Like his brother James, John was a son of Zebedee and a first-cousin of Jesus Christ.1 It is perhaps because of a close family relationship that John identifies himself as “the disciple whom Jesus loved”2 in his account of the gospel.
John as a Disciple
There is no clear, definitive evidence showing when John first began to follow the Lord. But it is very possible that we see it in John 1:
The next day after, John [the immerser] stood, and two of his disciples; and looking on Jesus as He walked, he says, “Behold, the Lamb of God!” And the two disciples heard him speak, and they followed Jesus. Then Jesus turned and saw them following, and says to them, “What are you seeking?” They say to Him, “Rabbi,” (which is to say, being interpreted, “Master”) “where are you staying?” He says to them, “Come and see.” They came and saw where He was staying, and stayed with Him that day, for it was about the tenth hour. One of the two which heard John [the immerser] and followed Him was Andrew, Simon Peter’s brother.3
Apparently out of humility, the apostle John never once mentions himself by name in his gospel account. With one exception, he always refers to himself in this book as a “disciple.”4 So it should come as no surprise if this nameless disciple, who was among the very first to follow Jesus, was in fact the apostle John.5
Assuming this to be the case, it is possible that John then went and found his brother James and brought him to Jesus as well.6 Then, John would have been present with his cousin Jesus and his aunt Mary at the marriage in Cana,7 and would have traveled with his cousins to Capernaum afterwards,8 then to Jerusalem where Jesus cast out the money-changers,9 and into Judea where John would have helped in baptizing people.10 Upon returning to Galilee, John apparently went back to his fishing business along with his brother James and their friends Peter and Andrew.
It was back in Capernaum some time later that John and his brother saw Jesus in the synagogue, teaching with authority and casting out a demon. Afterwards, he accompanied Jesus to Andrew and Peter’s house, where Peter’s mother-in-law was sick. After Jesus healed her, John almost certainly engaged in religious discussion with Jesus (as would Peter, Andrew, and James as well). Some time later, John was with James, working on their fishing nets, when Jesus began to teach by the Lake of Gennesaret.11 Jesus got in Simon’s ship and after teaching, told Peter to let down his net; the net became so full of fish that Peter called for John and James to come help bring in the catch. It is after this that Jesus called both John and James to follow Him, which they did, leaving their father Zebedee with the hired servants in the ship.12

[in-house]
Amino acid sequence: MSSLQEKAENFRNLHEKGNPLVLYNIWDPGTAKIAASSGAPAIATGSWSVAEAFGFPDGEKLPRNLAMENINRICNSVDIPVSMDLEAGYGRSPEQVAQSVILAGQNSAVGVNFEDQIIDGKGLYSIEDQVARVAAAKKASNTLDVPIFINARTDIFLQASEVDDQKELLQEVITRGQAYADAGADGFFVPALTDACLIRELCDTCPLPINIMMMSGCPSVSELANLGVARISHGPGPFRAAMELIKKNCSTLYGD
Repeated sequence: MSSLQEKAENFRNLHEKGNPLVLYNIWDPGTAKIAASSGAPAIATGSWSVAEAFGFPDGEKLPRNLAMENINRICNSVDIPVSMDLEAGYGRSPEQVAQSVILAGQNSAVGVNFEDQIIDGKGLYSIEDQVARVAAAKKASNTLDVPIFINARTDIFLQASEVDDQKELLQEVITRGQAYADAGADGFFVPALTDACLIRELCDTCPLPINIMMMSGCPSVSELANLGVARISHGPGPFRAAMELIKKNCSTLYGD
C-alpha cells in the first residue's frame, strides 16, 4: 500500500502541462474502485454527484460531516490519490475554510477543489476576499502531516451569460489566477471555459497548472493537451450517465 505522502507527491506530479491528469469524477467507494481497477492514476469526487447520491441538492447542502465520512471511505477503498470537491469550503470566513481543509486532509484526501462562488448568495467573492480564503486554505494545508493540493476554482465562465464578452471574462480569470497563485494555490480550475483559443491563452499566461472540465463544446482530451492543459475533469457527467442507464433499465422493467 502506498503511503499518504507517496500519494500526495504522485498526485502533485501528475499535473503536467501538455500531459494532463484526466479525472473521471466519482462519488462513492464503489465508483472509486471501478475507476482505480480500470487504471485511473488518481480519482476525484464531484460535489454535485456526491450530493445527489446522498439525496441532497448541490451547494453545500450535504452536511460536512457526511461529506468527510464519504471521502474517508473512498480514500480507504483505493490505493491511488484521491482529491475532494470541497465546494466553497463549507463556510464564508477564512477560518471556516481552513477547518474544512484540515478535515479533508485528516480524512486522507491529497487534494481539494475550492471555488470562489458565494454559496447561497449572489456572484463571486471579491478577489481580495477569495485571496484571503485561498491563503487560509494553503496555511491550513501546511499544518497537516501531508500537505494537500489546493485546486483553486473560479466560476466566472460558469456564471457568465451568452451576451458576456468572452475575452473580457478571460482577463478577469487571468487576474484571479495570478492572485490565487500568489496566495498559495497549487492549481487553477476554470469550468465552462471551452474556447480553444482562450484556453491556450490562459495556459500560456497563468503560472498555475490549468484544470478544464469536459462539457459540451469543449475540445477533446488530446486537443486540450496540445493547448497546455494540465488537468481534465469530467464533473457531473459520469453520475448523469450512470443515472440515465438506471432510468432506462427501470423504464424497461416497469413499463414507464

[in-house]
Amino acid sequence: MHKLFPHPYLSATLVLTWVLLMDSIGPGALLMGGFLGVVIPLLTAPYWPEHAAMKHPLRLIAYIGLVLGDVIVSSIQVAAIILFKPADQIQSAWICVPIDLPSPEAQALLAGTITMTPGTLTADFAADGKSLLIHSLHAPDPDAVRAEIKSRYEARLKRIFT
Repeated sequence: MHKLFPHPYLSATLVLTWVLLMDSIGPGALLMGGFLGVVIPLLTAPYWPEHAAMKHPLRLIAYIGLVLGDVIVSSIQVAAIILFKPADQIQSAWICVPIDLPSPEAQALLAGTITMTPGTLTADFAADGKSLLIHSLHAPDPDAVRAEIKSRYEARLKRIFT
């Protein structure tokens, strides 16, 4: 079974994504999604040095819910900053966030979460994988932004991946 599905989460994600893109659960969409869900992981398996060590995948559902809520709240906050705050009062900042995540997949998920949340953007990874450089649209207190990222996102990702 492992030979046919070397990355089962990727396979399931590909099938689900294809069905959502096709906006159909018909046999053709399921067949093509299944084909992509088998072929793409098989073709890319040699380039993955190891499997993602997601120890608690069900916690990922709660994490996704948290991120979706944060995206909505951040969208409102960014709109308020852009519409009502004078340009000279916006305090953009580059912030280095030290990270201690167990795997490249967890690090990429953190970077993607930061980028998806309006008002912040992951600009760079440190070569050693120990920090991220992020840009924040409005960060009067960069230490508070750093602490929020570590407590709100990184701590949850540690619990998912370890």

-Bradley S. Cobb
1 This fact would also mean that he was the first cousin of James (the Lord’s brother) and Jude. See the previous chapter for how this relationship is taught in the Scriptures.
2 This statement is found in John 13:23, 19:26, 20:2, 21:7, 20.
3 John 1:35-40.
4 The only time where John uses a different descriptive term to identify himself is found in John 21:2, where he refers to himself and his brother by the term “the sons of Zebedee.” And even in there, he refers to himself as one of the “disciples” (see the previous verse).
5 Hovey says: “But who was the unnamed companion of Andrew? Probably the Evangelist himself. For: (1) the narrative in this place is very particular and graphic, making it probable that the writer was an eye-witness. (2) The writer of such a narrative would have been sure to mention the name of the other disciple, unless there had been some reason for withholding it. (3) The writer of this Gospel never refers to himself by name, and the same feeling which led him to withhold his name elsewhere accounts for his withholding it here.” (Alvah Hovey, Commentary on John, p. 78). It is the details, even down to the exact time (the tenth hour, aka 4pm) that makes this even more likely. Such is also the suggestion of Barclay, Albert Barnes, B.W. Johnson, Clarke, Coke, Dummelow, Dake, Gill, Rhoderick Ice, Lange, McGarvey, Robertson, and Vincent (among others).
6 Some have argued that John 1:41, which says that Andrew first went to find his brother Simon, indicates that the other disciple (likely John) also went to find his brother.
7 John 2:1-2.
8 John 2:11-12.
9 John 2:13-23.
10 John 3:22, compare with 4:1-2.
11 This is another name for the Sea of Galilee, which John himself calls the Sea of Tiberias (John 6:1). See James Hasting’s Dictionary of Christ in the Gospels, “Galilee, Sea of.”